Canadian Biomass Magazine

Reducing GHG emissions and de-risking investment

November 29, 2016
By Andrew Snook

November 29, 2016 - What does it take to reduce GHG emissions and de-risk investment in renewable fuels in Canada? That was the topic of the second panel session of the Renewable Industries Canada Forum in Ottawa.

The panel session on reducing GHG emissions and de-risking investment featured Dr. Warren Mabee of Queen’s University; Sandy Marshall

The panel session featured Dr. Warren Mabee, a professor of public policy at Queen’s University that specializes in renewables with a focus on liquid fuels; Sandy Marshall, executive director of Bioindustrial Innovation Canada; and Dr. David Bressler, a professor at the University of Alberta and the executive director of the Biorefining Conversions Network, which coordinates the development of applied technologies in the area of biomass conversion. President of S&T2 Don O’Connor moderated the panel session.

Pricing carbon
The first question posed to the panel was “Does putting a price on carbon solve our transportation fuel GHG emission problem?”

Warren Mabee stated that it’s not going to change people’s behaviours unless the price is high enough that it puts a dent in people’s pocketbooks.

“Not only do they need to feel the pain but there has to be alternatives… that is critical,” he told the crowd, adding that governments investing in reliable public transportation is one way to create an alternative for consumers.


David Bressler added that costs associated with the carbon taxes that governments are planning on implementing would not be a great influencer at the pumps since consumers are accustomed to dealing with the price volatility of oil when filling up.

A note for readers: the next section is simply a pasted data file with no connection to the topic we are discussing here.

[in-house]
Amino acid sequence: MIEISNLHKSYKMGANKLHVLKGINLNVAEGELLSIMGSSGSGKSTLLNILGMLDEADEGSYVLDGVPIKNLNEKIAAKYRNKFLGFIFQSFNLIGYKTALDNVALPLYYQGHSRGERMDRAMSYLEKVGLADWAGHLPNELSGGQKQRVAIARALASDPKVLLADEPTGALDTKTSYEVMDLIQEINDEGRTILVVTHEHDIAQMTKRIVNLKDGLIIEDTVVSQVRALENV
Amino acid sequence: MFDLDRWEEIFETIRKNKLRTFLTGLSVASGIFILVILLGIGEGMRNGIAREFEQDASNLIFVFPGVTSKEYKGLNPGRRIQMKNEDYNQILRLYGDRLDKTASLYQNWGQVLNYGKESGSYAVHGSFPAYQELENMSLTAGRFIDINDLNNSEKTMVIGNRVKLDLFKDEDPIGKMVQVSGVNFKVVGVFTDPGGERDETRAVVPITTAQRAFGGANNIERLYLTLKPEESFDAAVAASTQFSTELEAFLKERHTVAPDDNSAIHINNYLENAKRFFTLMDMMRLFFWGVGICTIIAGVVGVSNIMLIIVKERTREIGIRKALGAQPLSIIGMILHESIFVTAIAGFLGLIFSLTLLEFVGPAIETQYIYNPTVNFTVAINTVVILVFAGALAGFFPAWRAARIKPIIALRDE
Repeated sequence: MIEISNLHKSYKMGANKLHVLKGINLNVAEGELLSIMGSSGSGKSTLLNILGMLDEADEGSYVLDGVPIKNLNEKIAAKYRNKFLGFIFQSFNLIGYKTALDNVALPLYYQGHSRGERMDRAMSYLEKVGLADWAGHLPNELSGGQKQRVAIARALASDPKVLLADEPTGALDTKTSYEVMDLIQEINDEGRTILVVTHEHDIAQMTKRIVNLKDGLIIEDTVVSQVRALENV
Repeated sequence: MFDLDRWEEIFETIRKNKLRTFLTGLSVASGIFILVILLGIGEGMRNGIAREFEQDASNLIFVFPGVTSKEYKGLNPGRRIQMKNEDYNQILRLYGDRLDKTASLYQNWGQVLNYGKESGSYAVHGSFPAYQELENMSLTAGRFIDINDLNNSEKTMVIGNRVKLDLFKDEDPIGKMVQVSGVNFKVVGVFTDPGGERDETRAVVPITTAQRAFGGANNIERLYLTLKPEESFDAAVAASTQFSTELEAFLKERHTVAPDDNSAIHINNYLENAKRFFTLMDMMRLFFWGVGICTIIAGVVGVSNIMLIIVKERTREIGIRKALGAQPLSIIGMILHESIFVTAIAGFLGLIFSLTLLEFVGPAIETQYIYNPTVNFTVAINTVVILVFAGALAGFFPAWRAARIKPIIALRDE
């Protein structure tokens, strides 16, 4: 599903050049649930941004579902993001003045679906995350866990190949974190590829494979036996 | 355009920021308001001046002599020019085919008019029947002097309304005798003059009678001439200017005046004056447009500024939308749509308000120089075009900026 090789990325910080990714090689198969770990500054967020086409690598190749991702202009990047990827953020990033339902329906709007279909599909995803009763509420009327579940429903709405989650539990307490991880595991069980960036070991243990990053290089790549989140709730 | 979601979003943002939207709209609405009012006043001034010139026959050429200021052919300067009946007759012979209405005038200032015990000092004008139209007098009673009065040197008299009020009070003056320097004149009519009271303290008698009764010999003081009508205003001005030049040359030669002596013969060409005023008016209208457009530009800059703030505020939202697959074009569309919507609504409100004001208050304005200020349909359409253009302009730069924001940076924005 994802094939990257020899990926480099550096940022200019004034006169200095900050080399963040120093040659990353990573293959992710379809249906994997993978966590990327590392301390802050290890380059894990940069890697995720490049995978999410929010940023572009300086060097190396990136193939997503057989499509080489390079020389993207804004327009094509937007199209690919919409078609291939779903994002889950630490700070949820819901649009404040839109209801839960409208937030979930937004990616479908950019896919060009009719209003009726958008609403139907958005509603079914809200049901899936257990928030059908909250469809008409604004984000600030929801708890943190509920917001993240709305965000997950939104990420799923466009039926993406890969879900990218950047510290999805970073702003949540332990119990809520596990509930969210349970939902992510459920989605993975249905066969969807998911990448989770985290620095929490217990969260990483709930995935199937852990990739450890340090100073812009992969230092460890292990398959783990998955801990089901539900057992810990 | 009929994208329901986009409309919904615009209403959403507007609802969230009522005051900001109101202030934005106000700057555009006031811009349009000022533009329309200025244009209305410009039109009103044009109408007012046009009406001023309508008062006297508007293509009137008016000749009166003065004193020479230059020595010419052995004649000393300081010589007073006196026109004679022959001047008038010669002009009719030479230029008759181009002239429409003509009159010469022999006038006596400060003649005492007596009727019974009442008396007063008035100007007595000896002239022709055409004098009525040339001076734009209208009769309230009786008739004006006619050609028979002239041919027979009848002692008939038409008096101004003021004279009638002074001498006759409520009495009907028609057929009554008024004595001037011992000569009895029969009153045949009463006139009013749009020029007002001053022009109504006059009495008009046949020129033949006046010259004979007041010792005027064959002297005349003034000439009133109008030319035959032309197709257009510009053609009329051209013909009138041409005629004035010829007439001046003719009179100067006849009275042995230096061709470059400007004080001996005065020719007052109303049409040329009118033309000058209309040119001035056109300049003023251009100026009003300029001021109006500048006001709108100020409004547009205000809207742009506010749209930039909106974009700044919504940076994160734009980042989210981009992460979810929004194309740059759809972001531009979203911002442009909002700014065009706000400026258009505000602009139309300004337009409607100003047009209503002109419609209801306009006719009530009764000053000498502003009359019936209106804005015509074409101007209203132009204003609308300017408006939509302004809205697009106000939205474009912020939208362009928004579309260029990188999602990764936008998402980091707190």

He added that long-term, well thought-out policy will allow the renewables industries to compete more economically and allow for the rolling out of more renewable fuel options at a commercial scale.

Sandy Marshall said that the way governments choose to spend the revenues collected from carbon taxes will be a key factor for supporting new technologies that can create options for consumers as reasonable alternatives.

Mabee told the crowd that he feels that Canada’s federal government has not taken an aggressive enough approach to carbon pricing. 

“When it comes to setting a target for reducing impact I would like to see something more aggressive,” he said. “I would like to see the federal government pushing for higher standards and more aggressive standards… it’s what’s going to get investment going into the sector.”

When it comes to meeting the GHG emission reduction targets that Canada has committed to meeting in 2030 and 2050, Mabee said that no one single policy will offer a solution. He said that it would take a combination of policies on GHG emissions and invest in research and development and de-risking new technologies.

Governments can play a key role by supporting the creation of new markets for bio-products through policy, and this will help attract the investors needed for the scaling up of new renewable products companies, Marhsall told the crowd.

“You need to have funding to de-risk technologies,” he said, mentioning the importance of government funding for Sarnia, Ont.- based bio-product companies BioAmber and Comet Biorefining. “Those would not have happened without government support.”

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